Near the end of its life, The Grand was the one you didn’t WANT to go to. The A/C never worked, the seats were old and uncomfortable, and the picture and sound was terrible. The last time I went, I was the only person in the theater (to see Con Air in 1997, don’t judge me). I plopped down in a seat in the middle of a row and promptly fell over backwards. It was then that I learned that all the seats were connected, so the ENTIRE ROW FELL OVER WITH ME. I got up, made sure nobody had seen, and moved to the row in front and gingerly sat down. Then, I watched a craptastic action movie while dabbing the sweat from my brow with a thin napkin that was only a step up from a Kleenex tissue.

    A few weeks later the Grand closed for good. The Cinema stayed open as a dollar theater for another year or so, I saw the Return of the Jedi Special Edition a couple of times there, usually for free because I was friends with the manager.

    I love the new state-of-the-art cinemas we have now, the picture and sound is incredible, and the seats are comfy and the stadium-style seating is great. HOWEVER, every so often I have the chance to go to an old theater to see a movie where the seats are all on the same level, but sloping down toward the front so we can see over the head of the person in front of us. The walls have a mural, or some dusty curtains on them. The screen is not huge, but seems big compared to the room. The sound isn’t great, the picture is a little dim, but it’s nice to be reminded that you’re sharing an experience with a group of people. I miss that.

    My nostalgia is acting up again, I need to go take one of my pills. Thanks for writing this blog, James. And thanks for reading my novel.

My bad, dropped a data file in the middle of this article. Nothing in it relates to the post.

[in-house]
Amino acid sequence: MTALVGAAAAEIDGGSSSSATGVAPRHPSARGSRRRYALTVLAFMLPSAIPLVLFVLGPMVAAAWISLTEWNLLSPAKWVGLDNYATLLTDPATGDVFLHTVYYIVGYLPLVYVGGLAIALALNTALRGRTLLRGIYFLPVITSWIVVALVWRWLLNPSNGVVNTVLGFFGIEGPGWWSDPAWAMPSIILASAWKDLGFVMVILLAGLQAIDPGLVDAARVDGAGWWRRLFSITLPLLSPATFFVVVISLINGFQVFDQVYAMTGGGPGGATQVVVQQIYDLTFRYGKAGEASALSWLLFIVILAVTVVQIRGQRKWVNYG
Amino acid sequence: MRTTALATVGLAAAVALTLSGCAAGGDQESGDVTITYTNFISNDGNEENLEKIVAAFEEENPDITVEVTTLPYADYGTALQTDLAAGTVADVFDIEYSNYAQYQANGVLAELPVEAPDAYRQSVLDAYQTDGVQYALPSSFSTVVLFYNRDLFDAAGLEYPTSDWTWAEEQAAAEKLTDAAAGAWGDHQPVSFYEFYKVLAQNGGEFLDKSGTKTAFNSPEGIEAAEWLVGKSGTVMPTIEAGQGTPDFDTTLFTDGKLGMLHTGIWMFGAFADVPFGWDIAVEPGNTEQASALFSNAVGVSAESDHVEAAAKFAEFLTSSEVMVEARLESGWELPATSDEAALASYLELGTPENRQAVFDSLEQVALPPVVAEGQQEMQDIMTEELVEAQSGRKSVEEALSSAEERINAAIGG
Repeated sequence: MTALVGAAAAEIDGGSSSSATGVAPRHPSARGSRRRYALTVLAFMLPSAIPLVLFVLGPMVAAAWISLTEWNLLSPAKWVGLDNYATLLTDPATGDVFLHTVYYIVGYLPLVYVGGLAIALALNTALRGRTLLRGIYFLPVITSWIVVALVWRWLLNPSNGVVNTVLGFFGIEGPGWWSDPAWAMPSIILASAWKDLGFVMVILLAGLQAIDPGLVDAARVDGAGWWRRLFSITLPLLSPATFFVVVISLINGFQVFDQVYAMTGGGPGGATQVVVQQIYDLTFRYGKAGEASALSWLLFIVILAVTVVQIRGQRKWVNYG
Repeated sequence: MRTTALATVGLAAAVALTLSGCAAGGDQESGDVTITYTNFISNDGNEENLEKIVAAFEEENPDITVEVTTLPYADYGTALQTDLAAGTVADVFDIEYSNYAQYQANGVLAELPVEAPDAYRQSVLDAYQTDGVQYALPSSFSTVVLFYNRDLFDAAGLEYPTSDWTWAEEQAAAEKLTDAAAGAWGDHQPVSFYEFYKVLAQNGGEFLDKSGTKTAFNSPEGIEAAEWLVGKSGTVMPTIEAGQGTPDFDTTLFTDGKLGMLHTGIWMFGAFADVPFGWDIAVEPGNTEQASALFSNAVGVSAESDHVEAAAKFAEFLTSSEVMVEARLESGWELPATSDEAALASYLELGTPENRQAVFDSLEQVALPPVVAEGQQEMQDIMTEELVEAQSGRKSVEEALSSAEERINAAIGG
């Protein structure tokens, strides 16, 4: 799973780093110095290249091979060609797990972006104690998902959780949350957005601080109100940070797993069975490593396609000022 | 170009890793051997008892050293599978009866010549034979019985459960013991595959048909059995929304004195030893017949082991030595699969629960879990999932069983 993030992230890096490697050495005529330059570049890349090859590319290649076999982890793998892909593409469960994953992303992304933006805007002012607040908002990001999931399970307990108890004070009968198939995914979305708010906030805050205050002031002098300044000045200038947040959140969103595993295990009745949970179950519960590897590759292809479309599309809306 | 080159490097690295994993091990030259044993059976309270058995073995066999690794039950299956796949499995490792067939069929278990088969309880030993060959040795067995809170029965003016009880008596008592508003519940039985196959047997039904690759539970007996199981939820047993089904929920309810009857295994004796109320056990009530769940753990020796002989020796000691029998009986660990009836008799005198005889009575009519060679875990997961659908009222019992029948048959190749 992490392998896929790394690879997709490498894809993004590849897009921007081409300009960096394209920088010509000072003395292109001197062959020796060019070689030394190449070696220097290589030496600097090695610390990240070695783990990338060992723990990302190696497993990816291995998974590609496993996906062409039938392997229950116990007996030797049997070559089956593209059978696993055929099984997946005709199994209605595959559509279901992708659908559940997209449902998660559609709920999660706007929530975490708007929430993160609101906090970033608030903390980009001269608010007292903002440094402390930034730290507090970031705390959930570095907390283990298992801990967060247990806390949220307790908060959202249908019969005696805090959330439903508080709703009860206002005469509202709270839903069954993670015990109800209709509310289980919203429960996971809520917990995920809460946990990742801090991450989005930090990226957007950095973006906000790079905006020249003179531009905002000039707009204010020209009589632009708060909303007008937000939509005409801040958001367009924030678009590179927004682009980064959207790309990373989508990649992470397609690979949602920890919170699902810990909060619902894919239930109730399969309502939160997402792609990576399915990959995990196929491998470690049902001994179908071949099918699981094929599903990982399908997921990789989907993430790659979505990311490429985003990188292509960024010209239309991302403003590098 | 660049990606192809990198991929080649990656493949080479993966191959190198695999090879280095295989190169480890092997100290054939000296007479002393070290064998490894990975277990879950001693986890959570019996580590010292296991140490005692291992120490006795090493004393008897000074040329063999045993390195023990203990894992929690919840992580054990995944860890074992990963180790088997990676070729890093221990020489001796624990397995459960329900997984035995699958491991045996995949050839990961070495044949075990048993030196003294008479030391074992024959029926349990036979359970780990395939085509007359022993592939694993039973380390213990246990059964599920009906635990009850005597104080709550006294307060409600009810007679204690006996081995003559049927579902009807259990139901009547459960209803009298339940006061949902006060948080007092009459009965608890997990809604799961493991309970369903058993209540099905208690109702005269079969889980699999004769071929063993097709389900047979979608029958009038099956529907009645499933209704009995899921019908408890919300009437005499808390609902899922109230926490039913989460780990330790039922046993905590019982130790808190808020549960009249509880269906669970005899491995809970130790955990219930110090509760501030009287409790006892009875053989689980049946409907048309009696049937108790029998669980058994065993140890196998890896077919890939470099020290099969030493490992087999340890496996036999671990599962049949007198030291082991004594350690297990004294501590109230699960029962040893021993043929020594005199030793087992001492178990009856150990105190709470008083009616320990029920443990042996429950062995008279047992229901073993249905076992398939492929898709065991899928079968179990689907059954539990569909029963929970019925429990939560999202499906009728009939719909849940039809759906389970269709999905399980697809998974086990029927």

5. Melinda
    April 17, 2014 at 11:04 Reply

    James, what a powerful blog! I loved reading every word! 🙂 As I read, I couldn’t help but think about the beautiful theater in Chicago where I saw many a movie during my growing years – including Star Wars (not yet dubbed A New Hope) – that no longer stands. I haven’t any idea what stands in its place. I’ve been gone from Chicago for more than 3 decades. And even when I venture back to visit family and friends, I’m not in that neck of the woods. Why see a part of my happy past erased?
    I am VERY lucky to live in a metro area that has not 1 – but 2! – historic, “traditional” theaters still in use today. Although there are 2 multi-theaters within a 10-minute drive from our house, my husband and I will drive to one of these theaters to see a film. Not just once or twice a year, but quite frequently. 🙂 It’s worth the drive. 🙂
    It’s really so sad that the Colony had to close its doors. The popcorn alone would be enough to tempt my husband to make the trip to your boyhood home. Granted, he thoroughly enjoys going to the movies, but even so will quip, “Can I eat popcorn? Then, I’m up for a movie.” There’s nothing quite like good movie-theater popcorn. 🙂
    If I had a glass of wine in my hand, I’d raise the glass, and offer a toast to the Colony and all those beautiful theaters of the past. It’s a bit too early for such a beverage, though, so I’ll raise my cup of coffee instead. (That seems fitting anyway since I’m on CWK’s site. lol) 🙂
    Certainly, it never is wise to get bogged down by the past, including living in it. However, memories can transport us back in time. I’m happy where I am now, but I certainly treasure that which got me to this place and time – the good and not so good. I must admit I’m lucky, though. The “not so good” has not been horrific, so it has been tolerable. Those experiences have forced the most change, and helped make me the person I am today. For better or worse. 😉
    Thank you for sharing your wonderful story. MTFBWY 🙂

  6. Joe2
    May 8, 2014 at 09:39 Reply

    Great read, James! Thanks for sharing your memories.

    It’s sad that the old, single-screen theaters are going by the wayside. We never had one in Tahoe, but there was one near my grandma’s house that we went to occasionally. I don’t remember too much, except for the size of the theater, the maroon felt of the seats, and the giant curtain that would cover the screen.

    The theater that I grew up with, and experienced the Special Editions in, was a much smaller theater and only had a few movies, but it was still “my” theater and I still have some good memories. The quality declined quite a bit as I got older and eventually moved away, but I still have the good memories. The property was sold and the building was eventually demolished, to the delight of the residents. I think the lot is now a Staples office store.

    Change is rough, but necessary. At least we have our memories. Looking forward to your next entry.